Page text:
The 70s were an incredibly fertile time for music. The decade began with the earlier purveyors of hard rock and metal – Deep Purple, Black Sabbath et al – and ended in a similar fashion with bands like Iron Maiden and Saxon spearheading what had been dubbed the New Wave of Heavy Metal. Somewhere between the two metal-oriented goalposts, funk begat disco and progressive rock roamed the landscape like a giant self-indulgent behemoth; punk inspired a generation to create DIY sounds and the likes of ELO, David Essex, 10cc and Pilot were at the forefront of pop perfection. David Bowie and Marc Bolan bought androgyny into the mainstream and Roxy Music looked and sounded like they’d been dropped to earth by aliens. Looking back – maybe with some rose-tinted glasses – the 1970s seemed to be a time when new musical ground was being broken month after month.
People didn’t always want new things, though, and in among the ground breakers and taste makers, there were artists who looked to the past for inspiration. Square pegs in round holes, acts like Showaddywaddy and Mud embraced the 50s, taking a retro sound a core sound for their work and, best of all, in 1977 – just after the birth of punk – there came Darts, a garishly dressed, very enthusiastic doo wop gang from Brighton whom made regular appearances on Top of The Pops and scored a top ten hit with their debut LP. Between 1977 and 1979, you couldn’t avoid them. They were insanely popular, and yet the musical history books barely consider them worth mentioning. Decades on, their studio albums might not quite translate as well as witnessing them on your telly box, but the best bits of those recordings represent a lovingly crafted tribute to classic rock ‘n’ roll and doo wop styles.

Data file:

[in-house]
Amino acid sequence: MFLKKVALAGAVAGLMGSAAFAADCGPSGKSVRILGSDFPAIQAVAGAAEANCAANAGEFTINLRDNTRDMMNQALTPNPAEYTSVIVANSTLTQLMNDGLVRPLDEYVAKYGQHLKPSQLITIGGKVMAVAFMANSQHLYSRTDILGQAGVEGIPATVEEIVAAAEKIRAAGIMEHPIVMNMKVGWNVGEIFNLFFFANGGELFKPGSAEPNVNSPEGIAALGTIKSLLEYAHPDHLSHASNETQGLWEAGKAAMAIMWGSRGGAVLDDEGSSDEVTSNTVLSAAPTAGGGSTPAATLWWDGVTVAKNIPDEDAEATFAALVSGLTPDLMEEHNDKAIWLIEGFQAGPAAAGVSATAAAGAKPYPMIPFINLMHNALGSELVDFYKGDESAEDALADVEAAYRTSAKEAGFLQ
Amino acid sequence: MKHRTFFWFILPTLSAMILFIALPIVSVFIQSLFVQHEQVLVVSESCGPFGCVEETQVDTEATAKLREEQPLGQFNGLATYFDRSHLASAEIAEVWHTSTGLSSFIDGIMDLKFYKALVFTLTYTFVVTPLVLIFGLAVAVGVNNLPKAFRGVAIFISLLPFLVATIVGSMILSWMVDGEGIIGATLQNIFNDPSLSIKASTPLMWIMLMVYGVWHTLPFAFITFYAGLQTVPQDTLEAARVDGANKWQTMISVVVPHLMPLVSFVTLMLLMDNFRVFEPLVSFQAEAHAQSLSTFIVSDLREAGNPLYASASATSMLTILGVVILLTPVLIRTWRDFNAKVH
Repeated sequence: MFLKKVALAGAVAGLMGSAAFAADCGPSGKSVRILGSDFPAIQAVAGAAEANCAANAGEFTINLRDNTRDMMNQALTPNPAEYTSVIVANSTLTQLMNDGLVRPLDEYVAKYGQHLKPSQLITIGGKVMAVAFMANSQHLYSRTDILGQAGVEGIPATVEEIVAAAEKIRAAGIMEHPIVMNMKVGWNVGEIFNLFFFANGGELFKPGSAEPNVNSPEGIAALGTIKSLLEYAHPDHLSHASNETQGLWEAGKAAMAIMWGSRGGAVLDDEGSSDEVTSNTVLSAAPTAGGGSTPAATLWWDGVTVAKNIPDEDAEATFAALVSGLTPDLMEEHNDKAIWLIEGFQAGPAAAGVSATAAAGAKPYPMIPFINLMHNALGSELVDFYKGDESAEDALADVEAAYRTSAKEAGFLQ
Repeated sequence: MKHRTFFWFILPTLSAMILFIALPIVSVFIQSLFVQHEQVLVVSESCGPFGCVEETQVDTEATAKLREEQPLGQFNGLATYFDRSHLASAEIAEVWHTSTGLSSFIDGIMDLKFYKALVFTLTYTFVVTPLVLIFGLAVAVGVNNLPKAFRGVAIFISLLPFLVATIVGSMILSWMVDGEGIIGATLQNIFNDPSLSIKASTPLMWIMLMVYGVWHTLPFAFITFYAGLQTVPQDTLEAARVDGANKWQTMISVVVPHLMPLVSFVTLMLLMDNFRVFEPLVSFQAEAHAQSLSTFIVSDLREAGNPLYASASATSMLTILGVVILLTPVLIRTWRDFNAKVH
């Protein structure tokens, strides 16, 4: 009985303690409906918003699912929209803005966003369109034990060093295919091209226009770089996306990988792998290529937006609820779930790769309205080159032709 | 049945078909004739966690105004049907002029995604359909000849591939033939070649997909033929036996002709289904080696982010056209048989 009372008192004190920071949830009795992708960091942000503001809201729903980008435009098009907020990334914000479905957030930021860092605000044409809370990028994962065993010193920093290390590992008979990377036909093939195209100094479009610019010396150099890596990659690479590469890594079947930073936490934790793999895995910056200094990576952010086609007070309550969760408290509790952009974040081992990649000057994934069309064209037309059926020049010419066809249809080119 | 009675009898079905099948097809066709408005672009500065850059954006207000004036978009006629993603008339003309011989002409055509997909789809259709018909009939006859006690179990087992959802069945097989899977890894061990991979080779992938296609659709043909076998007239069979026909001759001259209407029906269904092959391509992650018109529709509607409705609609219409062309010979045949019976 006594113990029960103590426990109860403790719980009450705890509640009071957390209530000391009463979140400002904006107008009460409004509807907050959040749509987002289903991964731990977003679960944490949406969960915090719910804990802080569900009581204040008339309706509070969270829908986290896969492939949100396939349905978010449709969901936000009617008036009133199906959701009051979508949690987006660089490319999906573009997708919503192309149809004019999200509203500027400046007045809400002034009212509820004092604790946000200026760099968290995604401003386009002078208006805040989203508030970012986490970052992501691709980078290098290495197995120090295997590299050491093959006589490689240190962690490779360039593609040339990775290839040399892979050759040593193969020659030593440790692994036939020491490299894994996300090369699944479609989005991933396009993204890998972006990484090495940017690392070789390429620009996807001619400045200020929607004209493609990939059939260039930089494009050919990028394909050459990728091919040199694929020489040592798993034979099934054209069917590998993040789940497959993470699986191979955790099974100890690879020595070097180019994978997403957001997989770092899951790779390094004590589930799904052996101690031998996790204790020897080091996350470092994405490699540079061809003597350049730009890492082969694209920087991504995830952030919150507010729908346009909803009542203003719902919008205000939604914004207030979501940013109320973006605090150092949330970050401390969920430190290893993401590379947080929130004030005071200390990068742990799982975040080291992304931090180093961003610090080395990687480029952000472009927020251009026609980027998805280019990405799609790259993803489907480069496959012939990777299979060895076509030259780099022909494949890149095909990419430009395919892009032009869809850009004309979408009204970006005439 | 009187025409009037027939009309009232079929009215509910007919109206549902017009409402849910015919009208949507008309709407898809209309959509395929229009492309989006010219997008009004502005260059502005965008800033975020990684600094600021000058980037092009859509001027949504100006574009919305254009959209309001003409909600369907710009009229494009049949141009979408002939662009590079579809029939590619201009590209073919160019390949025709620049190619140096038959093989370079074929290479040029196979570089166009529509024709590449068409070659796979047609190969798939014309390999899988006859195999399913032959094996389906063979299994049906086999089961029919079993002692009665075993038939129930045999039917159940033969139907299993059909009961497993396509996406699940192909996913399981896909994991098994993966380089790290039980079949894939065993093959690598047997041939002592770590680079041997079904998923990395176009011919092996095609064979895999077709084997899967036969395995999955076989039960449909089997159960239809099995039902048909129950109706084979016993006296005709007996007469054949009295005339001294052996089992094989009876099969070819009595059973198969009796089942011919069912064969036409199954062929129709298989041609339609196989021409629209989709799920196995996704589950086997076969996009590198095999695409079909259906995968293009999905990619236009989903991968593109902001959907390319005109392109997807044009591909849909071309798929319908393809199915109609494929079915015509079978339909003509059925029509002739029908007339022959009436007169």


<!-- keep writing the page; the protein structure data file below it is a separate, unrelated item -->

In 2019, Cherry Red Records’ subsidiary 7Ts Records made sure the band were given more respect than those history books would ever give with this four disc reissue…and whilst Darts’ debut is still their defining work, a revisitation of the next three albums suggests there was a more gold to be mined before the 80s relegated Griff Fender and his gang to a status of “unloved”.
The band’s 1977 debut is arguably the album that’s aged the best, as well as getting across Darts’ abilities for close harmony singing. There’s a near perfect rendition of ‘Come Back My Love’ (a mid 50s hit for The Wrens) and an equally loving take on ‘Sh-Boom’ (a 1954 hit for both The Chords and The Crew Cuts) both of which set out firm intentions and with the latter being a great showcase for Den Hegarty’s lower registers. The massive hit single medley of ‘Daddy Cool / The Girl Can’t Help It’ brilliantly captures the energy and talent within the assembled band beyond the four vocalists. The sheer drive of these three minutes stands as a near perfect testament to the era’s love of a musical past.